Theaflavins – A type of antioxidant polyphenol found in black tea, pu-erh tea and (to a lesser extent) oolongs. Theaflavins are associated with longevity and the reduction of cholesterol.

Theanine – An amino acid that is found only in tea and in a rare type of Asian mushroom. Theanine has been shown to have tranquilizing, anti-stress and cortisol-controlling benefits. Theanine is the compound that balances the caffeine in tea and allows to be both stimulating but relaxing. Matchas and other Japanese green teas are exceptional sources of theanine.

Tippy – Teas with an abundance of white, silver or golden “tips” or “buds” (the newly formed leaves of the tea plant that have yet to unfurl). Generally, the higher the concentration of tips or buds, the higher quality the tea. A few rare teas are comprised only of tips and buds, such as Silver Needle or Golden Needle Yunnan.

Uji – A tea-producing region in Japan. It is known for its exceptional Matchas (like our Artisan Hekisui Matcha) and Gyokuros. It is also home to Kyoto, where many of Japan’s chanoyu traditions originated.

Umami – Also known as the "fifth taste", umami is a rich, savory flavor associated with Japanese green teas (like our Honyama Sencha and Kyoto Imperial Matcha) as well as oysters, mushrooms, and cheese.

Uva – A tea-growing region in Sri Lanka (Ceylon). Its black teas are far subtler than most Ceylon black teas.

Varietal – A specific biological variety of tea plant. Single-varietal teas have distinctive flavor profiles based on their genetics, terroir and processing.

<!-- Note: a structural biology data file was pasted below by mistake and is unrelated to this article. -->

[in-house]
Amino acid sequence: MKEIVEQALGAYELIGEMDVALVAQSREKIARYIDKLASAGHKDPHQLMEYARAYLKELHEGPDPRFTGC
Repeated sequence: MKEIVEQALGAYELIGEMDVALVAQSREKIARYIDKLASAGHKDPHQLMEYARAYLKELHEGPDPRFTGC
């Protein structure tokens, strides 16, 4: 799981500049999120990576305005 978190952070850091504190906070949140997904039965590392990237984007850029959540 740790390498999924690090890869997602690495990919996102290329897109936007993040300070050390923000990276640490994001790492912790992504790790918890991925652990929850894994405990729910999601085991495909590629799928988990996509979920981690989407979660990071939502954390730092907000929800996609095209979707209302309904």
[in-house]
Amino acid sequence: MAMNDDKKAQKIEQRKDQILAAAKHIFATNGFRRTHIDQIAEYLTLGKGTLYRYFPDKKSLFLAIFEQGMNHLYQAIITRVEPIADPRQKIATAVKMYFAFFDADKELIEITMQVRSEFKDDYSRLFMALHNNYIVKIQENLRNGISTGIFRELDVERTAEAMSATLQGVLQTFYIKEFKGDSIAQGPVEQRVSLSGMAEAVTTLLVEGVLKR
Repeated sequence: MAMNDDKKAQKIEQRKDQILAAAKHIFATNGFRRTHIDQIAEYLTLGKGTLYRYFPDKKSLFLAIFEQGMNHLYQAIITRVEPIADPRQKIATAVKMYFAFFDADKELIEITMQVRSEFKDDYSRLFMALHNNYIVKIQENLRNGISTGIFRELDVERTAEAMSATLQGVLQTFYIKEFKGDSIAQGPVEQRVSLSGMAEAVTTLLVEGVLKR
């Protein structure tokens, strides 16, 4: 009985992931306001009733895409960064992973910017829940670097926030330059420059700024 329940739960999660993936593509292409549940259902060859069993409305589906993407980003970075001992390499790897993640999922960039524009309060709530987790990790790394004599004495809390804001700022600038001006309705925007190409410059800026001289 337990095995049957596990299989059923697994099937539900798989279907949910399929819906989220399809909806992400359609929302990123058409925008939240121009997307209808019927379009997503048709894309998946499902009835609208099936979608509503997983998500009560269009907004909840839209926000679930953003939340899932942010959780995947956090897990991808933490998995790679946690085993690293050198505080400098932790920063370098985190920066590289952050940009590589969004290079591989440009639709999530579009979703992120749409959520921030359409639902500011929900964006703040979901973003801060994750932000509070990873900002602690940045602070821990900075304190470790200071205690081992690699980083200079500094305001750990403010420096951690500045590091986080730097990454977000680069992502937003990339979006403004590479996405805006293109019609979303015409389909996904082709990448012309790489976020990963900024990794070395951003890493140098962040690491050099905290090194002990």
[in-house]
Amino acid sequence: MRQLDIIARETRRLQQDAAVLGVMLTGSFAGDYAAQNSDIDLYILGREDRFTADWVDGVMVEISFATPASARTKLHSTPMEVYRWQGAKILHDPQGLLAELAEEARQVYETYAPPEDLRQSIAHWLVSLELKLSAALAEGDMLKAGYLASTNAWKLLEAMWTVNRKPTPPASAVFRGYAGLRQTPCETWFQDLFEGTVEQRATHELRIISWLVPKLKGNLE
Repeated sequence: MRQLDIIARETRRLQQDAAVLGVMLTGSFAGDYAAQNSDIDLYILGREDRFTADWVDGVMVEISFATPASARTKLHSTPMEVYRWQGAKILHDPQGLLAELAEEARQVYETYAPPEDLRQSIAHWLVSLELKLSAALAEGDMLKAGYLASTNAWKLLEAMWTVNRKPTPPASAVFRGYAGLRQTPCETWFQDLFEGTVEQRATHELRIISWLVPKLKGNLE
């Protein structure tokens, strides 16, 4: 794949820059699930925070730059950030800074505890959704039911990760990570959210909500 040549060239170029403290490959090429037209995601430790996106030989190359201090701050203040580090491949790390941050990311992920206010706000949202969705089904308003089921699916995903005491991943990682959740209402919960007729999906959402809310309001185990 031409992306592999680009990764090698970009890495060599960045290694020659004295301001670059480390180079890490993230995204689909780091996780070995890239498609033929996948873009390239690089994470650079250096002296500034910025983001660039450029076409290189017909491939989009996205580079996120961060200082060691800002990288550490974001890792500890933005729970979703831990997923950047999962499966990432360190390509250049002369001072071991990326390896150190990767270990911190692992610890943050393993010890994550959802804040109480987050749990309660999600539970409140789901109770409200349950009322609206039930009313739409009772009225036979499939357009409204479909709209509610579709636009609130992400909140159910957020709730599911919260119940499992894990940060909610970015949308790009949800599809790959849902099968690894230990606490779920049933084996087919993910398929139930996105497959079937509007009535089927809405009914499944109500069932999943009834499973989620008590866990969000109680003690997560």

Vegetal (Vegetative) – A plant-like or grassy flavor found in some green teas and oolongs, like our Earl Grey Sencha and Genmaimatcha.

White Tea – An antioxidant-rich form of tea that is traditionally made in Fujian, China. Some white teas (like our Organic Silver Needles) are made entirely of downy buds, while others (like our Organic Ancient Moonlight) are comprised of buds and leaves. Other regions outside of China have begun to produce stellar white teas as well, such as in Darjeeling, India.

Wiry – A term used to describe a tealeaf that is long and twisted. Some oolongs and black teas are wiry. See our Ceylon and Organic Formosa Plum for examples of wiry leaves.

Yerba Maté – An antioxidant-rich, caffeine-filled herbal infusion from South America. Yerba Mate may be unblended or blended.

Yunnan – A tea-producing province in China, near Vietnam, Laos and Burma. It is known for its black teas (like our Grand Yunnan Imperial and Organic Yunnan Golden Needle) and its pu-erhs (like our Organic Pu-erh Imperial and 1992 Vintage Pu-erh). In Yunnan, you find exceptionally old tea farms, tracing their origins back over 1,000 years. 

Zhejiang – A tea-producing province in China. It includes the famous Long Jing region, which is home to our Organic Long Jing.